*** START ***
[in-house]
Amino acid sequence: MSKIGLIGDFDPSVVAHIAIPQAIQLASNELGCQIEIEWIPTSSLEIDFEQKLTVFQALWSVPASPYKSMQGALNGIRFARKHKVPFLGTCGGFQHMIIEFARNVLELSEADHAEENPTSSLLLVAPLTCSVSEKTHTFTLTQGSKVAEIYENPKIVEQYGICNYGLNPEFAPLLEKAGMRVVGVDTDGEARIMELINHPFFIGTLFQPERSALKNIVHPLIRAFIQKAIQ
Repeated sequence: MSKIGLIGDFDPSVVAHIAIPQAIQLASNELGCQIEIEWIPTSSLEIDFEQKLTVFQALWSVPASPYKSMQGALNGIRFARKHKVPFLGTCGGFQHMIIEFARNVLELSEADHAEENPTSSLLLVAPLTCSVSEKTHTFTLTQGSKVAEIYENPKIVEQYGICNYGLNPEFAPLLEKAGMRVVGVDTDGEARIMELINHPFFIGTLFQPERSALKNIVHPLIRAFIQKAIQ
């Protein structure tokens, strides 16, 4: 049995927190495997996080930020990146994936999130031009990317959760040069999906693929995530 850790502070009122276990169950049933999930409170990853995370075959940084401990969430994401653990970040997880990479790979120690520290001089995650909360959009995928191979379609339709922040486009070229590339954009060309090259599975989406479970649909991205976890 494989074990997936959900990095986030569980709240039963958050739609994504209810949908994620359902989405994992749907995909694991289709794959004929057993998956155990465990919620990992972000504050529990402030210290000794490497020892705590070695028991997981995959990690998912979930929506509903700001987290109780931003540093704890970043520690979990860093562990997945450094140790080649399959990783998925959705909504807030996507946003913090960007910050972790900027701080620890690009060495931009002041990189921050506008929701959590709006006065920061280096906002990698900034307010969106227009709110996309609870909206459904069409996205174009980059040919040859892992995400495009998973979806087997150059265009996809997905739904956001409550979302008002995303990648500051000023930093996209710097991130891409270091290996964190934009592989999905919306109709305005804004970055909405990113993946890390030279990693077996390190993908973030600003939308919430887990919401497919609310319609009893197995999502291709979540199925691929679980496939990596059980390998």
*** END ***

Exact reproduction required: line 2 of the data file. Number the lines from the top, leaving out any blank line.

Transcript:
Amino acid sequence: MSKIGLIGDFDPSVVAHIAIPQAIQLASNELGCQIEIEWIPTSSLEIDFEQKLTVFQALWSVPASPYKSMQGALNGIRFARKHKVPFLGTCGGFQHMIIEFARNVLELSEADHAEENPTSSLLLVAPLTCSVSEKTHTFTLTQGSKVAEIYENPKIVEQYGICNYGLNPEFAPLLEKAGMRVVGVDTDGEARIMELINHPFFIGTLFQPERSALKNIVHPLIRAFIQKAIQ